Well, maybe not yours, but a lotta people’s. Best way to find out if this is exactly what you want to know is to, you know, read:
5 Questions with a Production Company Reader
John Flynn-York is a writer who’s been living LA for two years. He read scripts for Principato-Young Entertainment before starting his current job writing coverage for a production company with an open submission policy. We sat down with him and asked him Five Questions about his job:
How did you get your current job as a reader?
I moved to Los Angeles a little over two years ago to attend UCLA’s Professional Program in Screenwriting. While I was taking classes, I started interning at a management company in Beverly Hills. When my internship was over, the manager I had been working for put me in touch with a production company that he knew was looking for script readers. They had me write sample coverage, and based on that, hired me.
What’s the workload like? Is it full time gig, or is there a fluctuation in how many scripts you get assigned?
The workload varies. Sometimes, it’s close to a full time job, but more often it’s part time, maybe 20 to 30 hours a week. It depends on the amount of scripts coming in.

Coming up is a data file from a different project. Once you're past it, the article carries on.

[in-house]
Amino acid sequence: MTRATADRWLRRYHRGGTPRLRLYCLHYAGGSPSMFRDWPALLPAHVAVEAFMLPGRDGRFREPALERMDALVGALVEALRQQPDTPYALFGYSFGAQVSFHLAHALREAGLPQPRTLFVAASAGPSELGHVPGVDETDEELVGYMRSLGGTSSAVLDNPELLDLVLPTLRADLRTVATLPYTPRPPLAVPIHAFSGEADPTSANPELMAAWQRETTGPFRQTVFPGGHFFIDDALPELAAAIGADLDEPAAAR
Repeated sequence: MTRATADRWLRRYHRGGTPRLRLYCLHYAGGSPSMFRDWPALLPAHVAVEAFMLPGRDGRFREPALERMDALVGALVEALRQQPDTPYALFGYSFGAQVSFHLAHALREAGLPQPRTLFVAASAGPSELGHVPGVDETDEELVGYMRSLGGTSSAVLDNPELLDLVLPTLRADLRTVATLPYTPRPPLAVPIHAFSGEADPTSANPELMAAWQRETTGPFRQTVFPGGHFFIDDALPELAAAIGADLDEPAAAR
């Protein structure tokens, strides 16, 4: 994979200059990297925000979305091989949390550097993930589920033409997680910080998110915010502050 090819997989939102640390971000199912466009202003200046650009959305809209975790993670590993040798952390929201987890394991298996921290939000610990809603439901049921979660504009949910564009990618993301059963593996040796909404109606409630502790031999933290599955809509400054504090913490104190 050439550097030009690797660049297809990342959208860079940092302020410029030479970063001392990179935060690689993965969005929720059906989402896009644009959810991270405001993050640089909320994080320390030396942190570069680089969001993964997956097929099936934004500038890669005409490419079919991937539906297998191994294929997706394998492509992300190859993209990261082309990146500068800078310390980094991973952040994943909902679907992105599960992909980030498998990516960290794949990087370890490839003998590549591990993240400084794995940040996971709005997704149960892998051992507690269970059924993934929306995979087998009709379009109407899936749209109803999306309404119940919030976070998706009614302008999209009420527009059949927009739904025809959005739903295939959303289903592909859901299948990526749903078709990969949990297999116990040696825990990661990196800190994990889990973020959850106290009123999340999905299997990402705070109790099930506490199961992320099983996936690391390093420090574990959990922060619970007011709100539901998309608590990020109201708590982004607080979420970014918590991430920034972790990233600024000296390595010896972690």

If you had to pick one or two of most common mistakes you see from these writers, what would they be?
The most common problem I see is characters not being given specific objectives to achieve. This may sound like a small issue, but it really goes to the core of a lot of different areas: character development, plot, dialogue. It’s not entertaining to watch characters who aren’t doing, or trying to do, anything; conversely, we care about and root for a character who is pursuing a goal. What they’re trying to achieve tells us a lot about who they are as a character, and how they’re trying to achieve it tells us even more. Whether or not they’re successful is beside the point — in storytelling, it’s the trying that matters.